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139th National Cancer Advisory Board

ensure that investigators meet specific deadlines and milestones, or exit the project. (3) NCI staff should be delegated with greater authority over the process when investigators accept funds and then delay in meeting research targets, ignore recommendations, or lose interest. (4) NCI drug development staff should have authority to oversee contractors selected at FCRDC. (5) A two-tiered peer review system is proposed, such that the committee that provides the second (technical) review would be charged with oversight, including an annual review of progress. (6) NCI staff should exercise the authority to check the quality of compounds developed by investigators and contractors and to review data from their laboratories to make decisions. (7) Investigators should agree to accept (or formally address) advice and expertise provided by the NCI, in a joint and collaborative effort to move their discoveries into the clinic; investigators, however, would retain intellectual property rights.

Dr. Mendelsohn concluded with several comments about the workshop. (1) NCI staff who made presentations clearly understood the complexities of drug development. The participants felt that there are too few such individuals with the required experience and expertise to expeditiously move new drugs in the various NCI intramural and extramural programs into the clinic. Because of competition with big pharmaceutical and biotechnology companies, pay levels may have to be higher and authority may have to be increased. (2) The primary review process must be stringent in accessing the capability and commitment of the investigator and his/her institution to take a research discovery and perform the experiments required to move it into the clinic. Strict timelines should be established, with the opportunity for NCI experts to move into a strong mentoring position, or—if necessary—to take over the project (but not the intellectual property). (3) This program has major challenges: coordinating a research project involving an academic researcher, NCI staff and resources, and contractors performing specific stages in the process. (4) Throughout the process, the NCI should be friendly, supportive, but firm.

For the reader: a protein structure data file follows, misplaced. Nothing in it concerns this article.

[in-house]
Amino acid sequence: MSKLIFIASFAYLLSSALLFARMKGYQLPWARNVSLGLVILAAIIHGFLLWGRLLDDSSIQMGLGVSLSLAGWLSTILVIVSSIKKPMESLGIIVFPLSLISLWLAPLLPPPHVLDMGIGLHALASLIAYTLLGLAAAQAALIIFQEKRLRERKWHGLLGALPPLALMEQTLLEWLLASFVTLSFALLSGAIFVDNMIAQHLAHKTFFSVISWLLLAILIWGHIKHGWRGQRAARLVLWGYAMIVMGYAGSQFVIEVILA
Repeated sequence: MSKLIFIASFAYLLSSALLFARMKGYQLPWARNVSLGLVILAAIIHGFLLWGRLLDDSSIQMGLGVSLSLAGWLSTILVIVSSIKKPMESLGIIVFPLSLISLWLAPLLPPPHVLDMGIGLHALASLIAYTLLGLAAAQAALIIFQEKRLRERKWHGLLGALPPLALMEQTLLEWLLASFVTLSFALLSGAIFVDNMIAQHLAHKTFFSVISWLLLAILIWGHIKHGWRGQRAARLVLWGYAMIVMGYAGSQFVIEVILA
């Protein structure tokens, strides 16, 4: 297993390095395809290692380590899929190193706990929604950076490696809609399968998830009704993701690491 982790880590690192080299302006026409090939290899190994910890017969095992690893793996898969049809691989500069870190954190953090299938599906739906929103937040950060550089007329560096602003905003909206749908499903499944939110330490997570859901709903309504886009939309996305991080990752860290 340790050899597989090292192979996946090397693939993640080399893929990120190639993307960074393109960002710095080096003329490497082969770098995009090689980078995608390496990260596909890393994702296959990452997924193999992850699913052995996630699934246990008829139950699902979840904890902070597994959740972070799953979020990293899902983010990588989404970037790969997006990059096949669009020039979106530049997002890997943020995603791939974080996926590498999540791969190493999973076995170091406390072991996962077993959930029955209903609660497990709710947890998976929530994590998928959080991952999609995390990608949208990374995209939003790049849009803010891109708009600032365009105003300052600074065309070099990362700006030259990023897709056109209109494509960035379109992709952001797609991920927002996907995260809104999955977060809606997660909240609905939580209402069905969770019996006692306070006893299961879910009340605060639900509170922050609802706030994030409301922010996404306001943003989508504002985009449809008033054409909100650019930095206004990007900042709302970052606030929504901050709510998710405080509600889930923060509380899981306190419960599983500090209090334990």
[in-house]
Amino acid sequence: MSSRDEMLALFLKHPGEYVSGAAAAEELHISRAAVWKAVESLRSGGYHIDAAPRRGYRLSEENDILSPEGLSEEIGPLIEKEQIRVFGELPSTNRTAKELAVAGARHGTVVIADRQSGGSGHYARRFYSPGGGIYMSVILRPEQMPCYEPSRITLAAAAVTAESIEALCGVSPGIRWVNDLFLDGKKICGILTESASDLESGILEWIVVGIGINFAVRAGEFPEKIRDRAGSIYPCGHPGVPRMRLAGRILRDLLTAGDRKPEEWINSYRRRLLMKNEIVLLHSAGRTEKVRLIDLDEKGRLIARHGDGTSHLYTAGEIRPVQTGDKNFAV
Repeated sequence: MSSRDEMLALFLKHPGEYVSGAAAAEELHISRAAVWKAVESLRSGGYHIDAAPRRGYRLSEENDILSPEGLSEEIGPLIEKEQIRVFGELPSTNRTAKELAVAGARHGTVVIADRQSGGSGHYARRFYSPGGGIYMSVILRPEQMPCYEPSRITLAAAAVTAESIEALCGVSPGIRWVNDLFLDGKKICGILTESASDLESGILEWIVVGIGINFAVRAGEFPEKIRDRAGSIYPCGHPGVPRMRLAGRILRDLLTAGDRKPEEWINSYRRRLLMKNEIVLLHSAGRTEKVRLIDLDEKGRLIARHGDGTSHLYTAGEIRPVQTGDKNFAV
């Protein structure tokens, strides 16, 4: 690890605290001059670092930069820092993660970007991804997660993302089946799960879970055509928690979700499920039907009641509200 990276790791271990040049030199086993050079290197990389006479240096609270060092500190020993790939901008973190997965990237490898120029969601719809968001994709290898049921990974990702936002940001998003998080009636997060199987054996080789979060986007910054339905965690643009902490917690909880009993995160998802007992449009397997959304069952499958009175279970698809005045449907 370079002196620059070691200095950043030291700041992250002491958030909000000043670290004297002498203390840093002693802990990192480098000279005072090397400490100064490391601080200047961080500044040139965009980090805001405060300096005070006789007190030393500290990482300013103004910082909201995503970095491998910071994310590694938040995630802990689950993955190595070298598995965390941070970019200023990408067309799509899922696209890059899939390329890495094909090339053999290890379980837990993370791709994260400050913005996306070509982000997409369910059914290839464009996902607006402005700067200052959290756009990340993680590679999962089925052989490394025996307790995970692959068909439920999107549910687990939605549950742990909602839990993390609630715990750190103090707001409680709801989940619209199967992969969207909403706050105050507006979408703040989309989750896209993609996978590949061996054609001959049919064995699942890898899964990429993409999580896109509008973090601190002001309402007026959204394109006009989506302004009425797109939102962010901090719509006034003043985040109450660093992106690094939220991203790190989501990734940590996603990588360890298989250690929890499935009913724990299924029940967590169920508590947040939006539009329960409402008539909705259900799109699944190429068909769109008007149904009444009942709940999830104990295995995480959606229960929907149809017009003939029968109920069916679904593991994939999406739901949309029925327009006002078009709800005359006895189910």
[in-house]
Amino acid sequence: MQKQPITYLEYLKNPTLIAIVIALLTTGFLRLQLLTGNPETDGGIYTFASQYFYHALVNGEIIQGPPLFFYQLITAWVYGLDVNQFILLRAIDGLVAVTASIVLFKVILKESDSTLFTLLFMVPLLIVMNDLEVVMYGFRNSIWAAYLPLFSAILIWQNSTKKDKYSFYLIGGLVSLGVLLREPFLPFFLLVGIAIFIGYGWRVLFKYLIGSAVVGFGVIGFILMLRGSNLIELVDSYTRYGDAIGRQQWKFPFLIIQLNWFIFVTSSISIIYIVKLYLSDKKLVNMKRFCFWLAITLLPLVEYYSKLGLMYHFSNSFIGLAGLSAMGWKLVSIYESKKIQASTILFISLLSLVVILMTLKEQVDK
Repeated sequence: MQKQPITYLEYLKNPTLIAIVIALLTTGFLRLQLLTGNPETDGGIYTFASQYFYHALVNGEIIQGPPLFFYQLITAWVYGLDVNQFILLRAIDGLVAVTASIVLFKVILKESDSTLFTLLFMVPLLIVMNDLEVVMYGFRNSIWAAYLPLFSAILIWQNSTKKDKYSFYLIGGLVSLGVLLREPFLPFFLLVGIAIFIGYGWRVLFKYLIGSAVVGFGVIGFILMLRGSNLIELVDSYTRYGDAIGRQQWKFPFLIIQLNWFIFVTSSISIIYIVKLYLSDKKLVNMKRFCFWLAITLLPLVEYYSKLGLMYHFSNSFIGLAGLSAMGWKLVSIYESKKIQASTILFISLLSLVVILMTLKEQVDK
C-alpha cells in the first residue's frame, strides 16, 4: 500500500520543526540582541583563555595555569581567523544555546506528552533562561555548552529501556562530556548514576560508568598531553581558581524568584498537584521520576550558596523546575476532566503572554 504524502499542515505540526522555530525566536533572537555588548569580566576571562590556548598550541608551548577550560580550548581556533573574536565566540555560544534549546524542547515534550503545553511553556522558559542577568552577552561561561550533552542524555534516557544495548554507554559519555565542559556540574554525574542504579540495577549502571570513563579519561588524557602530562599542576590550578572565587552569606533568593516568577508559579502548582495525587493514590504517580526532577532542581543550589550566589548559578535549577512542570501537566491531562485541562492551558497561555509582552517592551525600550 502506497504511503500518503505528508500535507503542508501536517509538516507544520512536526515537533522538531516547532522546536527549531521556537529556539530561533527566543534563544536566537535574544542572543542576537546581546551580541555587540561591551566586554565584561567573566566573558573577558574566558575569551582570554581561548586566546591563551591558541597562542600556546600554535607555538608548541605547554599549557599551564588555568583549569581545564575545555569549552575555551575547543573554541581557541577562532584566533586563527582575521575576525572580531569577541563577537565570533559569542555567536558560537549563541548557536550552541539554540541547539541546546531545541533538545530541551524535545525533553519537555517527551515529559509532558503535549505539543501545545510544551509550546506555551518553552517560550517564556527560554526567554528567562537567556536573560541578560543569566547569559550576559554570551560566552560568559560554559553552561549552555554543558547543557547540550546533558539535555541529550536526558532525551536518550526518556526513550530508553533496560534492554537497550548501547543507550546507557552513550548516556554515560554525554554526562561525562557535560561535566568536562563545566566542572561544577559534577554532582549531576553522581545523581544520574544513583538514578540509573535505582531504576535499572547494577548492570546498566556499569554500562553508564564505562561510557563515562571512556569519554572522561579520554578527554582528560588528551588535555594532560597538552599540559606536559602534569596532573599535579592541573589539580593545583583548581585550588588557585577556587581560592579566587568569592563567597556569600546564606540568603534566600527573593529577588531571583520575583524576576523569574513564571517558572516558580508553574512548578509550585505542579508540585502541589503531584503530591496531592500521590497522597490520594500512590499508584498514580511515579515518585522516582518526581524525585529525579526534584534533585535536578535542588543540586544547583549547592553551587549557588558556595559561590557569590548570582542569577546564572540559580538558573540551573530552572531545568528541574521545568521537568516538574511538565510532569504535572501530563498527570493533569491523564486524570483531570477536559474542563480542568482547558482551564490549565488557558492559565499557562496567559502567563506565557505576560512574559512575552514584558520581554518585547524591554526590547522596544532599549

DCTD RAID Action Plan: Response to RAID Workshop Report and Recommendations. Dr. Doroshow focused on three points in describing the implementation of the recommendations to improve the RAID program: (1) improving the decision making process; (2) enhancing management support; and (3) increasing infrastructure support. He began with a graphic that illustrated the reorganization of RAID drug development. To maximize RAID’s return on investment, it was perceived that better definition and communication in the areas of scientific priority focusing on disproportionate unmet needs—particularly rare cancers, pediatric cancer, classes of biologics, and natural products—was needed.

The two-tiered evaluation process that Dr. Mendelsohn outlined will be implemented shortly. A new Evaluation and Oversight Committee will provide input on project recommendations and pipeline prioritization, and subcommittees will be established to address small molecules and biologicals. DTP staff will be involved in addition to ad hoc experts. This plan will begin with RAID’s Cycle 18 review in the winter of 2007. Regarding the initiation of the projects, it is important for all involved parties to understand what the RAID program will and will not do, as well as how decisions about the projects will be managed, including “no-go” decision points. To improve the deployment of RAID resources, the principal investigator’s organizational and intellectual property capabilities and ability to file an IND will be assessed. Moreover, comprehensive project plans will need to be developed and the feasibility of assisting with clinical trial planning will be examined. A DCTD project management office is being established to lead in the development and implementation of comprehensive drug development plans and reinforcement of milestones and deliverables. Two of four planned project managers have been recruited to lead trans-divisional teams. Dr. Doroshow displayed a chart that illustrated the project development plan and timeline from an NIH RAID cancer-related project.


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